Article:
by Photo by Win McNamee/Getty Images

The first reported case of the Omicron variant has been detected in California by the Centers for Disease Control and Prevention (CDC) and announced by U.S health officials on Wednesday. 

The individual was a traveler who returned from South Africa on Nov.22 and tested positive on Nov.29. The San Francisco health department and California's state health department confirmed the case in a genomic sequencing surveillance. 

U.S health officials say that the individual is self quarantined. All of their close contacts have been notified, and all close contacts thus far have tested negative. According to the president’s chief medical adviser Dr. Anthony Fauci, the individual was fully vaccinated and experienced very mild symptoms which are improving as of Wednesday. In a press conference, Dr. Grant Colfax, San Francisco’s director of public health said the infected person received the full dose of Moderna and is not believed to have received a booster shot. 

"This person did what we hope other people would do when they arrive on a flight into the U.S.," Fauci said. "They got off, and as soon as they became symptomatic, they went and got tested and it was positive."

According to Fauci, the CDC is not investigating any other potential omicron cases in the U.S. The CDC’s guidance on masks and vaccines remained the same. Fauci said it was just a matter of time before the variant reached the United States. President Joe Biden and Dr. Fauci urge people to be vigilant about wearing masks, get vaccinated or get a booster shot. 

"There's no doubt that this will end, I promise you that, this will end," Fauci said.

An update on the CDC’s advice on who should get a COVID-19 vaccine booster was announced on Monday by the heath agency’s director Rochelle Walensky. 

"Everyone ages 18 and older should get a booster shot either when they are 6 months after their initial Pfizer or Moderna series or 2 months after their initial J&J vaccine," Walensky said.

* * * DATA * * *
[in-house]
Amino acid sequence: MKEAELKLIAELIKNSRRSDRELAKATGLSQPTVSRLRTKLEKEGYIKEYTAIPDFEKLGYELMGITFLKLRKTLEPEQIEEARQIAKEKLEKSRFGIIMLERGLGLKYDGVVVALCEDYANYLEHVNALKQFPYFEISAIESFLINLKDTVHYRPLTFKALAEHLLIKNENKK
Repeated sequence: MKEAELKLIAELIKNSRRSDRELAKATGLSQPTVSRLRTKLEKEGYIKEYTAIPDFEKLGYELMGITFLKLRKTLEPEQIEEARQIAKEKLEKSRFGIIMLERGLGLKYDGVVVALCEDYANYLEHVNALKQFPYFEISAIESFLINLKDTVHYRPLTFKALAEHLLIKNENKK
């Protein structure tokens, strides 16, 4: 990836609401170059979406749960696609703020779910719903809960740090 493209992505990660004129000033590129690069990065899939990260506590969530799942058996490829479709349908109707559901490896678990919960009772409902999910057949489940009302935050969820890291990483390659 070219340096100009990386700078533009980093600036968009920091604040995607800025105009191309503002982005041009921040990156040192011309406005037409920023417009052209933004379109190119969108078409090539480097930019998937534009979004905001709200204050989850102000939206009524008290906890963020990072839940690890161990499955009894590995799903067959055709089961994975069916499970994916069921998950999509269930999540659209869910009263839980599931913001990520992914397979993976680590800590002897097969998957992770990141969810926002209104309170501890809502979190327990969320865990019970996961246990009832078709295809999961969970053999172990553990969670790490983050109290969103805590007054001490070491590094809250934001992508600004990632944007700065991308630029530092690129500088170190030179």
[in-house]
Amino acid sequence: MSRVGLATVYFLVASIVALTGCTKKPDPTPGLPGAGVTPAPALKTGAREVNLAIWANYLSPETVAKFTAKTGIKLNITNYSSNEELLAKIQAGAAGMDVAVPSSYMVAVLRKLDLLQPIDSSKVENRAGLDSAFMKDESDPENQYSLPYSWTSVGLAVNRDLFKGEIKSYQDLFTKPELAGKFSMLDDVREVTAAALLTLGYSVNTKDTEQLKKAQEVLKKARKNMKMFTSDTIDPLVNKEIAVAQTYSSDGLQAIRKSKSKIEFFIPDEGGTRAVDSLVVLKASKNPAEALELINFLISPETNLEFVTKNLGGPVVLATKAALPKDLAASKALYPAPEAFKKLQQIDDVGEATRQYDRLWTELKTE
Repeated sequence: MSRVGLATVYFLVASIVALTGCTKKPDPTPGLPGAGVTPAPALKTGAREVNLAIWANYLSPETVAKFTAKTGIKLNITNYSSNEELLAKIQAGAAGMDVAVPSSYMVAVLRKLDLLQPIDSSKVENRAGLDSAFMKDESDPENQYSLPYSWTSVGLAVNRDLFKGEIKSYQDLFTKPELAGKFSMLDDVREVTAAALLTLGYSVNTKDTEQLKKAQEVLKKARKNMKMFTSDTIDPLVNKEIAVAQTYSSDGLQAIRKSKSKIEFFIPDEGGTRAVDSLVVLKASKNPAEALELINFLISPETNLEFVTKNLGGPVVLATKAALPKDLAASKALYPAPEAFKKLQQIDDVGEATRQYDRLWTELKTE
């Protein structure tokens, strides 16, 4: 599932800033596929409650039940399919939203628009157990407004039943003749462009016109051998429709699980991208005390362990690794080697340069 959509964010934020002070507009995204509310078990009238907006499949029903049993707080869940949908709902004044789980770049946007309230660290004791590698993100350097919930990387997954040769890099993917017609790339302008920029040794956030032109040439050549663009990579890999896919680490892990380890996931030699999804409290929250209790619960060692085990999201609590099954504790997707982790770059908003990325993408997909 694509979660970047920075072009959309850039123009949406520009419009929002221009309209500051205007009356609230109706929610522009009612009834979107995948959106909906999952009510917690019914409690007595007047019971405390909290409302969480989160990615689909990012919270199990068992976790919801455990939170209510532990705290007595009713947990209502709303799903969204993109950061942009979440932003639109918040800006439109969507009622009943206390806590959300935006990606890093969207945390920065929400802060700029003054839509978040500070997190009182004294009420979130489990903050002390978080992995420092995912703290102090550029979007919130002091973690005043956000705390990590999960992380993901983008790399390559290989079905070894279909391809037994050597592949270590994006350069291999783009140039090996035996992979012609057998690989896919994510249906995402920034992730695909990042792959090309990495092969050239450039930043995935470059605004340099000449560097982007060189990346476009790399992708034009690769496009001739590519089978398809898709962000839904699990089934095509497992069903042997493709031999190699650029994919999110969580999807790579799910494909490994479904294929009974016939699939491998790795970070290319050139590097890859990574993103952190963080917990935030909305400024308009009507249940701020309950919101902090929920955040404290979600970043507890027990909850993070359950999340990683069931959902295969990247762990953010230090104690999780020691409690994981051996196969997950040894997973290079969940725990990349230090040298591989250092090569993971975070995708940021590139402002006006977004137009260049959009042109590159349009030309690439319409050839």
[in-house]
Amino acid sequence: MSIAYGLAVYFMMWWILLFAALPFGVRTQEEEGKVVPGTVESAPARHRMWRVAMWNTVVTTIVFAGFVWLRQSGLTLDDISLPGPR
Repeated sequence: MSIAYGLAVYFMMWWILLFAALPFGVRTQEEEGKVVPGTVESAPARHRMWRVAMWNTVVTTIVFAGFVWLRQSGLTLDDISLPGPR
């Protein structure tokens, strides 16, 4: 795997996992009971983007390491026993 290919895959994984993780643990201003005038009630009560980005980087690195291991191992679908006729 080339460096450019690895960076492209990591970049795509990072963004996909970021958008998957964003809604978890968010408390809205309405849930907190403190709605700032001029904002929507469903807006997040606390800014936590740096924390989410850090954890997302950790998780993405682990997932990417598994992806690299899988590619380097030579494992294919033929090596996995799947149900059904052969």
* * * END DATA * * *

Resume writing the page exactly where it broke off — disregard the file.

The first Omicron case was first reported in South Africa on Nov.11, according to the brief. A total of 26 to 32 protein spikes are identified in the omicron variant which is largest number of mutations across all COVID-19 variants. The mutations have induced fears of easier transmissibility and would most likely to infect people who already had COVID-19.

As a result, the United States closed its borders to travelers from South Africa, Zimbabwe, Botswana, Eswatini, Lesotho, Malawi, Mozambique and Namibia to limit spread of a COVID-19 variant. 

“Nobody feels that a travel ban is going to prevent people who are infected from coming to the United States, but we needed to buy some time to prepare and understand what is going on,” Fauci said. 

More information surrounding the transmissibility, the severity of the mutation and the differences between vaccinated and unvaccinated populations are expected to come in the next two to three weeks according to health officials. 

“There is a lot of information coming out of countries like South Africa that has a larger number of individuals not only who are confirmed, but individuals who are probables, which means they are going to have a lot more experience which we will benefit from here as the weeks go by,” Fauci said. 

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